Stretching psychiatric care in rural Pennsylvania

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 A psychiatrist counsels patients via Web cams, reaching people who sometimes went without such services. (Toby Talbot/AP Photo)

A psychiatrist counsels patients via Web cams, reaching people who sometimes went without such services. (Toby Talbot/AP Photo)

Just 10 psychiatrists are available for every 100,000 people in Pennsylvania, and they tend to cluster in urban areas. Some don’t accept insurance.

Vickie Caffrey is the director of medical services at for the outpatient department of Behavioral Health Associates, a nonprofit health care foundation in Weissport, in the Lehigh Valley. Ask her what she’d do with unlimited resources to improve things for patients, and she’s quick to answer.

“I’d hire five more psychiatrists,” she said.

Right now, only one works with her organization. He splits his days between the Weissport facility and other agencies and hospitals. Years ago, Caffrey said, there were none in the area.

Rural areas on the whole have fewer psychiatrists, but often see a 
greater need. Rural Pennsylvanians have fewer financial resources than urban ones, according to a 2007 report from The Brookings Institution. The area has been losing union jobs for years, and long distances can make people feel isolated. Those factors, in turn, can aggravate symptoms.

It can take patients anywhere from three to six months to
 get their first appointment with a psychiatrist, said Caffrey. In the meantime, she
 can refer them to a crisis center or other mental health agencies in
 the area, but she said those, too, are strapped for resources.

“You know that they’re in a situation where they really need the help 
immediately,” she said. “And if you don’t give it to them, hopefully things will be
 OK, at least for a while, until you can get to them, or they can find  
somebody else.”

Mary, who has bipolar II disorder with major depression, 
lives in rural Susquehanna County near the border with New York. She began accessing care 30 years ago.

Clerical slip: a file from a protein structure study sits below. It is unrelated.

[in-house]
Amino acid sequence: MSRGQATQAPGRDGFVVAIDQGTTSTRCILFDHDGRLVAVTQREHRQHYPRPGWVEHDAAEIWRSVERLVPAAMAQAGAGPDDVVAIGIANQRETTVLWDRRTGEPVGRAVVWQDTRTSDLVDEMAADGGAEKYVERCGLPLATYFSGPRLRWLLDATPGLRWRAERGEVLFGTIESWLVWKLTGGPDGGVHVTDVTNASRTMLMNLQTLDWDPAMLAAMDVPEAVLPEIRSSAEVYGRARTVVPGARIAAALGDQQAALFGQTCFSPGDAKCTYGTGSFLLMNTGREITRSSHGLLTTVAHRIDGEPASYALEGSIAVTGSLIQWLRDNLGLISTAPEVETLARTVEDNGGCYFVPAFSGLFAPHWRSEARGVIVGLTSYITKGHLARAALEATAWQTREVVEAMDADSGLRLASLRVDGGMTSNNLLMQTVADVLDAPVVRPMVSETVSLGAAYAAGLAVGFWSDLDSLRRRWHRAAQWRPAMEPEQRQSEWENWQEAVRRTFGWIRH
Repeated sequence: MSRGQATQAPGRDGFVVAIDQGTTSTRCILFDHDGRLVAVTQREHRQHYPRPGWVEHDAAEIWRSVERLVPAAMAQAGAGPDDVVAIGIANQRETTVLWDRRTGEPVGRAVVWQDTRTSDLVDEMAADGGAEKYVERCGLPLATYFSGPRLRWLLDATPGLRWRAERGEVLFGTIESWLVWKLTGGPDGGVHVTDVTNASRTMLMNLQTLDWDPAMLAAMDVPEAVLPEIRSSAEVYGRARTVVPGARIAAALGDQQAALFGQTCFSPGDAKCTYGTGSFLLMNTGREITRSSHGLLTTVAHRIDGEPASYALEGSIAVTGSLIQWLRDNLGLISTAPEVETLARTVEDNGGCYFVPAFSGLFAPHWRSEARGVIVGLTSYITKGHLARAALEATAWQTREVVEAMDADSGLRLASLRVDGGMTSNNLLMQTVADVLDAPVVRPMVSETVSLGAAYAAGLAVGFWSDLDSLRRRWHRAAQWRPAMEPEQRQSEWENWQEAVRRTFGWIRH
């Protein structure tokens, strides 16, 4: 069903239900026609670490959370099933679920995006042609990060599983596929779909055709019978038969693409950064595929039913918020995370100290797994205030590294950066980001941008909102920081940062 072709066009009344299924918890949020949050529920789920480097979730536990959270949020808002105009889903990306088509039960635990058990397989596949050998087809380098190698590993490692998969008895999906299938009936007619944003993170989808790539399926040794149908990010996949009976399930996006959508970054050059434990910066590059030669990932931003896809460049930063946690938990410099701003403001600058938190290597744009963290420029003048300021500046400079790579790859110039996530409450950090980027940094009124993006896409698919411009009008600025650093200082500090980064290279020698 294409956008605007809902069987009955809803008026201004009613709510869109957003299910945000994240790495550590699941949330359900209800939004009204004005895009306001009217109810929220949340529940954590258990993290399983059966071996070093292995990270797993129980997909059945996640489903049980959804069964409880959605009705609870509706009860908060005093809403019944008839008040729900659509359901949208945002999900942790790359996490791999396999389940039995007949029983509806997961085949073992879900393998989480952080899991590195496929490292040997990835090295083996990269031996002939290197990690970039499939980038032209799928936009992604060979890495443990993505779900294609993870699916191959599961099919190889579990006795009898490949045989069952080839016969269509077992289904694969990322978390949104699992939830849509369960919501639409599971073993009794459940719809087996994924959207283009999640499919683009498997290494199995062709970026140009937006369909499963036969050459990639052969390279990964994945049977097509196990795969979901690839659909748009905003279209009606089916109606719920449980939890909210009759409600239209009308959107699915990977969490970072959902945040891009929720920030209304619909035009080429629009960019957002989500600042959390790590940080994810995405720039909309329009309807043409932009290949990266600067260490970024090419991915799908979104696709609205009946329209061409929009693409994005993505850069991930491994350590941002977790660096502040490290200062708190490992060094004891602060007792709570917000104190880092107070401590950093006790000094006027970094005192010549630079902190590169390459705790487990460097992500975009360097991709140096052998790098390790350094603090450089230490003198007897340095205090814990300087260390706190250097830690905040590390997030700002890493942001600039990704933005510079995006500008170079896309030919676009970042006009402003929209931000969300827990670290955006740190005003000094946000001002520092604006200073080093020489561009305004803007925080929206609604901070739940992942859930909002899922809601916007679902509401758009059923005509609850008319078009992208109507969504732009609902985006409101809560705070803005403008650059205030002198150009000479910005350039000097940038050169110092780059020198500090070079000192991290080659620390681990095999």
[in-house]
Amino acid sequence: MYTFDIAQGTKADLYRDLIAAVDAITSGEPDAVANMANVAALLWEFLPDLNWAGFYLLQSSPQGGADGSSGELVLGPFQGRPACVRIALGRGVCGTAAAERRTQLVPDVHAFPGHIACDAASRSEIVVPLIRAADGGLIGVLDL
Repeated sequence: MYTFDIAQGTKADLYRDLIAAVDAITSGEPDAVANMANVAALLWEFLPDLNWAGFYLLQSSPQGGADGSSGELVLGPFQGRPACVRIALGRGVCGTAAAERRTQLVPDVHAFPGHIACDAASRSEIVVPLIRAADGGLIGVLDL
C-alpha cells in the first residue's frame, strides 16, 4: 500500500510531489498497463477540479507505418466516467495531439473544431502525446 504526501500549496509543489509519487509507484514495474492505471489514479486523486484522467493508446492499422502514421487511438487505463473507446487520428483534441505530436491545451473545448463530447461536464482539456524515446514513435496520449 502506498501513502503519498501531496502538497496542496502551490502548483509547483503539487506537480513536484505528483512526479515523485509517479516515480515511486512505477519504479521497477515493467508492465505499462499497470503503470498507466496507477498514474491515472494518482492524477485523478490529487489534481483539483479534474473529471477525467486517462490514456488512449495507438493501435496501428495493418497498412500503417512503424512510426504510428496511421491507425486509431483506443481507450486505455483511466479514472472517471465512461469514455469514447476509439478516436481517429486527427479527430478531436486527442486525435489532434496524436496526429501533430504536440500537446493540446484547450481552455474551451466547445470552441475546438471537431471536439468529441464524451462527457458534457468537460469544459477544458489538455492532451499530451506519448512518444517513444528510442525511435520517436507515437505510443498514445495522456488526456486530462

“It was actually my son, who was 10 at the time, saying, ‘I want my 
mom back.'” She said. “You start looking for help.”

There’s only one psychiatrist Mary can see in her area. And although, overall, she has had good experiences with care in Susquehanna County,
 last summer Mary was in crisis and had to wait longer than she would 
have liked to see a psychiatrist for a medication change.

“It’s difficult,” she said. “You rely on friends, you rely on the network you set up.”

Mary got through her crisis after the right adjustment. But some people 
see their situations escalate.

“One of the unfortunate aspects of shortages could be that somebody’s 
minor or modest problem could become intensified and become a more major 
problem,” said Dr. Richard Silbert, a professor of psychiatry at
 Commonwealth University.

Alternatives do exist for people in crisis, he said, including community mental health clinics and general practitioners. But a psychiatrist is more knowledgeable about prescribing the right medication.

Silbert said it’s hard to attract and retain psychiatrists in rural
 areas.

“Many psychiatrists find it more advantageous to work in a large,
 metropolitan area like New York, Philadelphia or Washington, D.C.,” he said.

Psychiatrists often select areas with easy access to 
universities and an urban lifestyle. And while fewer people are entering 
the profession and many existing psychiatrists are nearing retirement, 
Silbert said, the shortage is most acutely felt in rural areas.

He’s interested in telepsychiatry — where patients can talk to a psychiatrist through a secure video chat — as part of a potential solution. While telepsychiatry is on the rise in Pennsylvania, Silbert
 conceded that “it can’t meet every need.”

“There is some concern that telepsychiatry would lose some warmth or
 human contact,” he said.For now, Vickie Caffrey said she wouldn’t advise anyone with a
 mental health problem to move to Weissport.

“All those things you’re so used to in the city, it’s just not available
 here,” she said.

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